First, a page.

With an election as close as the Democratic primary for New York City mayor – decided in Eric Adams’ favor by just 7,197 votes, or, 0.8% – it’s easy to say a lot of different things could have been the deciding factor in his win. But Show Up, Turn Out, a brand new nonprofit organization that spent more than $2 million on a campaign to convince Black New Yorkers to vote in the city election, makes a pretty strong case that Eric Adams owes them a thank you – even if barely anybody seems to know what they did.
Organizers say they targeted about 123,000 low-propensity voters – people who were registered to vote, but only cast ballots in presidential races, and never in a city election like this one. They knocked on their front doors, called them, texted them, sent mail to their homes, made digital ads appear on their screens, ran radio ads on stations they might listen to, and had organizers speak at the churches they might attend. Of the targeted voters, organizers claim that 45% of them, or 55,000 people, cast ballots in the June 2021 primary.
“If you want to impact the outcomes of government, you have to start with the ingredients,” Anthony Thomas, a political strategist who serves as executive director of Show Up, Turn Out, told City & State. “And we believe there were a lot of Black folks in particular who simply weren’t part of the process previously. I think the difference was we modified the ingredients here.”
Show Up, Turn Out’s board is made up of leaders from three of the major Black political organizations in the country: Hazel Dukes of the NAACP New York State Conference, Marc Morial of the National Urban League and Rev. Dr. W. Franklyn Richardson of the National Action Network. Those three organizations also funded the campaign, so organizers say Show Up, Turn Out barely had to take in any private donations on its own. That also allowed the organization to fly under the radar in political circles. Super PACs, known in New York City campaign finance law as Independent Expenditure Committees, have to publicly report major donors and how the money is being spent. However, Show Up, Turn Out was a different kind of campaign, registered as a 501(c)(4) nonprofit, which means that it doesn’t have to disclose its donors. It also meant that Show Up, Turn Out could not endorse any specific candidates, or encourage its audience to vote for anyone in particular. Instead, the campaign focused on voter education, including guidance on the new ranked-choice voting system and voter turnout.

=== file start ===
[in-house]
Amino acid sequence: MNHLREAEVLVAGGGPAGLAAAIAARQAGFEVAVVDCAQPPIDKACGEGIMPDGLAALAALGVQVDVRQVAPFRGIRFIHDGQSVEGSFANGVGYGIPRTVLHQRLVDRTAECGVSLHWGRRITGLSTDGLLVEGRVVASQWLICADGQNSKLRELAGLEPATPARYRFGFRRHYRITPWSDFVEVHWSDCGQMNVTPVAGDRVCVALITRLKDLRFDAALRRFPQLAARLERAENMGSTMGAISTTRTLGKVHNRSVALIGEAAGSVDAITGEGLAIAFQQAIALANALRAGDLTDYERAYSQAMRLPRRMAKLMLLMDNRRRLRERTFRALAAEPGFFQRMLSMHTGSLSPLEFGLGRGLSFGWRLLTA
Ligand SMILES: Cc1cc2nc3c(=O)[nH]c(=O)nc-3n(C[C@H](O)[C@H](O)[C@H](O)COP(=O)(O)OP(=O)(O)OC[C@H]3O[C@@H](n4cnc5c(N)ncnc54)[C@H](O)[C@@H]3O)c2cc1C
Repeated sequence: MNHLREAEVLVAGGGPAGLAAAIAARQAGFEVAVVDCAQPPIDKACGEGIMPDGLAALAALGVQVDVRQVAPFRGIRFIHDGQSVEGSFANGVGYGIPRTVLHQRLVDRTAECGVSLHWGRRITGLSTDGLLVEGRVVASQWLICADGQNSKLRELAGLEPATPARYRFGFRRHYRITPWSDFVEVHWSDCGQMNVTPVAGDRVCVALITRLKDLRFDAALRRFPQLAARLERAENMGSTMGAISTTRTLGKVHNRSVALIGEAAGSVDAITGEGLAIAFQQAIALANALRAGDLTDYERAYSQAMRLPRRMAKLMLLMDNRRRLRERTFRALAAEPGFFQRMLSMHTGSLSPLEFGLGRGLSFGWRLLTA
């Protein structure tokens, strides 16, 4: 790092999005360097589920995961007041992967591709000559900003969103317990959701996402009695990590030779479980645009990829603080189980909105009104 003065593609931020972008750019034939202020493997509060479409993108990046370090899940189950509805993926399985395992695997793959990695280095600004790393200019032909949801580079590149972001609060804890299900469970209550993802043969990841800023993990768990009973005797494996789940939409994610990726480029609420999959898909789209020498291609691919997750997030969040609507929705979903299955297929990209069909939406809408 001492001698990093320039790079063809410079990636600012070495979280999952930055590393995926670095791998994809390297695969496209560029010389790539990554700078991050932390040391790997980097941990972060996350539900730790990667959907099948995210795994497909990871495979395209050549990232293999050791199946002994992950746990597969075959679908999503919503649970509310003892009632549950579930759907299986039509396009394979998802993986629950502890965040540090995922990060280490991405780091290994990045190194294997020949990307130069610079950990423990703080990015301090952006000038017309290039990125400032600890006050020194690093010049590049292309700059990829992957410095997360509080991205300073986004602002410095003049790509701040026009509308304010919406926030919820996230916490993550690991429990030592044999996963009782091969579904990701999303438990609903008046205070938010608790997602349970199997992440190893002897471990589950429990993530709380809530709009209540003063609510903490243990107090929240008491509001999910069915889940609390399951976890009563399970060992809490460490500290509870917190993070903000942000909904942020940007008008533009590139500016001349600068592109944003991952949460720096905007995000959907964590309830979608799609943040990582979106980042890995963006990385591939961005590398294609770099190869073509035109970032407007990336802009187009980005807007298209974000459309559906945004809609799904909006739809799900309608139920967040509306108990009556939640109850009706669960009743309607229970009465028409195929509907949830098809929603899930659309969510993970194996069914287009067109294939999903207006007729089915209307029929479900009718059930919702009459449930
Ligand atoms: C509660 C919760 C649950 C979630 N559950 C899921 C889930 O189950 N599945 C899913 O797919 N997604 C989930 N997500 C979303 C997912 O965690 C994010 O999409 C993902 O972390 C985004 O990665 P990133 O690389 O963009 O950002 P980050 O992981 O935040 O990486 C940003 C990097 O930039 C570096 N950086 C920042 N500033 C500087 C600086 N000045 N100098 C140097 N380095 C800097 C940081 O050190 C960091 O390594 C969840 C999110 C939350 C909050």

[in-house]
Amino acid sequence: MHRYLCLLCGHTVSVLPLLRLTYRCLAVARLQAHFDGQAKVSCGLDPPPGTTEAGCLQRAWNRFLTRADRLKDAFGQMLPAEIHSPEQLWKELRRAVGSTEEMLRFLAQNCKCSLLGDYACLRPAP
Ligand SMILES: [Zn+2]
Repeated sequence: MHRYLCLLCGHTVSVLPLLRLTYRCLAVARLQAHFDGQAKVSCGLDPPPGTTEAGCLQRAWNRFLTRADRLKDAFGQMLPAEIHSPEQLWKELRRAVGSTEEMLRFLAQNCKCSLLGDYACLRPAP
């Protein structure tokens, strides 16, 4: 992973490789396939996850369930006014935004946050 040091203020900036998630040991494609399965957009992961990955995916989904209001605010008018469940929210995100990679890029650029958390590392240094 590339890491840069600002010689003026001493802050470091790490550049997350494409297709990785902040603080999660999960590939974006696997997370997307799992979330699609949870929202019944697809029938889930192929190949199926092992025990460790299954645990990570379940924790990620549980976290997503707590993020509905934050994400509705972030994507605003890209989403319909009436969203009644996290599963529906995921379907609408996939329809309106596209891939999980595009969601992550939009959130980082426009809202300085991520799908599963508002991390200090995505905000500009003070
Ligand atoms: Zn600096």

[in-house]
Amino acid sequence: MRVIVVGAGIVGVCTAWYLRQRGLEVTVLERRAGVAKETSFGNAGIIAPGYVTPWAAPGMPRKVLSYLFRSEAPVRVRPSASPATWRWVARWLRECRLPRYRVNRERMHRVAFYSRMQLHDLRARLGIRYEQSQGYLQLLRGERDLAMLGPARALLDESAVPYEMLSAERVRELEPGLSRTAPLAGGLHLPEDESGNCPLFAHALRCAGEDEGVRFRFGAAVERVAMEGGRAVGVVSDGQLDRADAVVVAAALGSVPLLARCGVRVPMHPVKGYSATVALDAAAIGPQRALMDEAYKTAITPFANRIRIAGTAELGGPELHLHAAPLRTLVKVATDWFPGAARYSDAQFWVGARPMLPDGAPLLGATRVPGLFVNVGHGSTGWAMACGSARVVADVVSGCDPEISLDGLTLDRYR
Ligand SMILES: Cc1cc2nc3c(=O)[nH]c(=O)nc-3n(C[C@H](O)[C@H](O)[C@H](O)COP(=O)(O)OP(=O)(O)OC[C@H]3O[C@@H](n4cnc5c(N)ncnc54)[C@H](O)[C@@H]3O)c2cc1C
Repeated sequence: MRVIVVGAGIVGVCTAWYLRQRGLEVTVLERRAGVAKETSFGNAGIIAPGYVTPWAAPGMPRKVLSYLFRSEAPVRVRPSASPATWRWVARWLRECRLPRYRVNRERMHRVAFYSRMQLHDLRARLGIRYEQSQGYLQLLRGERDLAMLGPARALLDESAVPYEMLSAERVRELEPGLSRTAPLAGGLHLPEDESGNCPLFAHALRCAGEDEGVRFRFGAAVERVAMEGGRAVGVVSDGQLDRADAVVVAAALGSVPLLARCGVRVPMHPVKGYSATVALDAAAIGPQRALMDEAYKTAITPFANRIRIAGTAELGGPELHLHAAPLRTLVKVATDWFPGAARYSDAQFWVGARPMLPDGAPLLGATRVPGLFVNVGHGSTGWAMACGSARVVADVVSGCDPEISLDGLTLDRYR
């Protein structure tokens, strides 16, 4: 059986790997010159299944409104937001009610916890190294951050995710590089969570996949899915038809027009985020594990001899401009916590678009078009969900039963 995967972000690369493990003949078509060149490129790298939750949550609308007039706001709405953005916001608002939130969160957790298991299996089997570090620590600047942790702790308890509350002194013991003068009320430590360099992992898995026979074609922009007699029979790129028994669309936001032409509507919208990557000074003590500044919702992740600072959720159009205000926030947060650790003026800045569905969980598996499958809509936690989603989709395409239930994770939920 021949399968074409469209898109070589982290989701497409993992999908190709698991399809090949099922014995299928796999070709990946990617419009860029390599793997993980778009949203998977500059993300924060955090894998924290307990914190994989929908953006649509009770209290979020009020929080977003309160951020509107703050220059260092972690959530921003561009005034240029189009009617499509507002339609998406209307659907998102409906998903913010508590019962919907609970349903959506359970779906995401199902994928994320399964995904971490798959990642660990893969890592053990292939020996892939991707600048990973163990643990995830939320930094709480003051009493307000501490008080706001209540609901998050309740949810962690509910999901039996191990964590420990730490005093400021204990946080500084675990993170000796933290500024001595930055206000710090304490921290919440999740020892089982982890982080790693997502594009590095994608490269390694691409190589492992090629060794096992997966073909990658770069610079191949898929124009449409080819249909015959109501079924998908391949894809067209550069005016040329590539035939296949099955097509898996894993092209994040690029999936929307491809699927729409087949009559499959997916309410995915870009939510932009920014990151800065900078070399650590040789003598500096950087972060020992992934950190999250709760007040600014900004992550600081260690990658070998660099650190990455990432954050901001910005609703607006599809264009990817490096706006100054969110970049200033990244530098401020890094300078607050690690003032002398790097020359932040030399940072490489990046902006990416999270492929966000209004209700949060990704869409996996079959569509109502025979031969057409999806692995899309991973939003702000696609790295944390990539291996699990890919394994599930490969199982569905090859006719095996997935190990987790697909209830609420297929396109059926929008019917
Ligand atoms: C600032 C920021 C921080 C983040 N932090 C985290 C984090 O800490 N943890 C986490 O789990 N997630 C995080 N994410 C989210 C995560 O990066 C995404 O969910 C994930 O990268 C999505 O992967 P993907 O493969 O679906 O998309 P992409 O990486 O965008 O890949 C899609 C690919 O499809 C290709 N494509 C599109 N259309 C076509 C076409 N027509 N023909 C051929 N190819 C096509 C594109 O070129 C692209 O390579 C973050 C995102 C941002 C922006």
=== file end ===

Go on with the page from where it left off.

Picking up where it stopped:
Given that the ads, calls and literature didn’t tell people to vote for Eric Adams, organizers are hesitant to make the logical leap and say their targeted voters came out for the man who’s now our mayor – but it’s safe to assume an overwhelming percentage of them did. Show Up, Turn Out focused on voters living in 11 City Council districts with heavily Black populations, from Harlem and Flatbush to Southeast Queens and the North Shore of Staten Island, and voters in these districts heavily supported Adams.
“We intentionally went to people who probably shared a number of the values of ‘traditional’ Democrats – ‘traditional’ Black communities – but simply weren’t being talked to, weren’t being engaged,” Thomas said. “And you can’t just knock on somebody’s door once and hope for the best … We knew that we had to be comprehensive, offer multiple touches.”
Many in local politics were skeptical of the organization’s impact. High-level operatives for mayoral campaigns, including some on the Adams campaign, had not heard of Show, Up Turn Out, and neither had some of the City Council members whose districts were targeted by the campaign. Even those that had heard of them were skeptical of their impact, saying that voter turnout was up in this election across the board. Just over 942,000 votes were counted in the Democratic primary – the highest number since 1989.
Jake Dilemani, a political consultant with Mercury who served as the campaign’s lead strategist defended their work. “If you are not communicating with the low-propensity voters who never show up in non-presidential elections, it’s very unlikely that they show up,” he told City & State. Of course some of those voters might have come out, even without the organization’s involvement. But “can we say all 54,000 would have shown up? Of course not,” Dilemani said.
If the organization turned out the voters, they did it with little fanfare. The campaign clearly didn’t live on social media. The Twitter page has just 31 followers, only 63 people follow the Facebook page and 239 on Instagram. Those numbers are small enough to be invisible – the kind routinely surpassed by individual candidates on their first day. And Show Up, Turn Out has gotten barely any mention in the media until now. The Amsterdam News wrote a short article on the campaign’s public launch and another short piece when Rev. Al Sharpton, who founded the National Action Network, cut a video ad for the campaign.
“We do think we’re one of the best kept secrets of the primary,” Thomas told City & State.
He said Show Up, Turn Out never fleshed out their public relations strategy because they were too focused on the work. “We look at ourselves as a contribution to the city as a whole. To make it a little more robust and inclusive toward communities that are always present, but not always seen.”
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